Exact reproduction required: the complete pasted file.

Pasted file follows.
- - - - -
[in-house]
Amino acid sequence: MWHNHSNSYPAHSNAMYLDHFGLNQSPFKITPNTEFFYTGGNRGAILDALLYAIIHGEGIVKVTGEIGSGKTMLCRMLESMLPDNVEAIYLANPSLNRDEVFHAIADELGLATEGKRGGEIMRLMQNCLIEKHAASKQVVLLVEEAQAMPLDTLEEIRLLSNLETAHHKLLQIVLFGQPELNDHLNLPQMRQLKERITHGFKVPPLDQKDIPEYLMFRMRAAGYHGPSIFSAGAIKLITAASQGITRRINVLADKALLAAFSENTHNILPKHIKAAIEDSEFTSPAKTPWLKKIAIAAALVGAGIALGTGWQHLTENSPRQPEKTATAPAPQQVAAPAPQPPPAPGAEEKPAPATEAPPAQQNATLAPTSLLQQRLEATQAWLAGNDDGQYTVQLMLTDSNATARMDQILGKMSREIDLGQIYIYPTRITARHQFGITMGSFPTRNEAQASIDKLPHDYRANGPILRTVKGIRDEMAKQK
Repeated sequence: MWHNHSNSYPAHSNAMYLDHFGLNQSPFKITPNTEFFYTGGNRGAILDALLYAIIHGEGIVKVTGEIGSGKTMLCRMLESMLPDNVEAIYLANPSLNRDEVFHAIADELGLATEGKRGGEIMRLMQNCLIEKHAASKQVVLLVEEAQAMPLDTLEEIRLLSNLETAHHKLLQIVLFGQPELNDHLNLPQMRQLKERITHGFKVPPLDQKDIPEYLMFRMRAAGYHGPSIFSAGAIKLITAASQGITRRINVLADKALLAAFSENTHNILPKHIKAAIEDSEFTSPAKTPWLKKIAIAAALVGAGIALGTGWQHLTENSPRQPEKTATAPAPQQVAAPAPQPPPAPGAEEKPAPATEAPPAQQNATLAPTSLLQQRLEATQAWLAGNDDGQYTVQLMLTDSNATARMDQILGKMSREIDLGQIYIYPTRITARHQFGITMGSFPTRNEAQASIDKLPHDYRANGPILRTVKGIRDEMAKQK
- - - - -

[in-house]
Amino acid sequence: MWHNHSNSYPAHSNAMYLDHFGLNQSPFKITPNTEFFYTGGNRGAILDALLYAIIHGEGIVKVTGEIGSGKTMLCRMLESMLPDNVEAIYLANPSLNRDEVFHAIADELGLATEGKRGGEIMRLMQNCLIEKHAASKQVVLLVEEAQAMPLDTLEEIRLLSNLETAHHKLLQIVLFGQPELNDHLNLPQMRQLKERITHGFKVPPLDQKDIPEYLMFRMRAAGYHGPSIFSAGAIKLITAASQGITRRINVLADKALLAAFSENTHNILPKHIKAAIEDSEFTSPAKTPWLKKIAIAAALVGAGIALGTGWQHLTENSPRQPEKTATAPAPQQVAAPAPQPPPAPGAEEKPAPATEAPPAQQNATLAPTSLLQQRLEATQAWLAGNDDGQYTVQLMLTDSNATARMDQILGKMSREIDLGQIYIYPTRITARHQFGITMGSFPTRNEAQASIDKLPHDYRANGPILRTVKGIRDEMAKQK
Repeated sequence: MWHNHSNSYPAHSNAMYLDHFGLNQSPFKITPNTEFFYTGGNRGAILDALLYAIIHGEGIVKVTGEIGSGKTMLCRMLESMLPDNVEAIYLANPSLNRDEVFHAIADELGLATEGKRGGEIMRLMQNCLIEKHAASKQVVLLVEEAQAMPLDTLEEIRLLSNLETAHHKLLQIVLFGQPELNDHLNLPQMRQLKERITHGFKVPPLDQKDIPEYLMFRMRAAGYHGPSIFSAGAIKLITAASQGITRRINVLADKALLAAFSENTHNILPKHIKAAIEDSEFTSPAKTPWLKKIAIAAALVGAGIALGTGWQHLTENSPRQPEKTATAPAPQQVAAPAPQPPPAPGAEEKPAPATEAPPAQQNATLAPTSLLQQRLEATQAWLAGNDDGQYTVQLMLTDSNATARMDQILGKMSREIDLGQIYIYPTRITARHQFGITMGSFPTRNEAQASIDKLPHDYRANGPILRTVKGIRDEMAKQK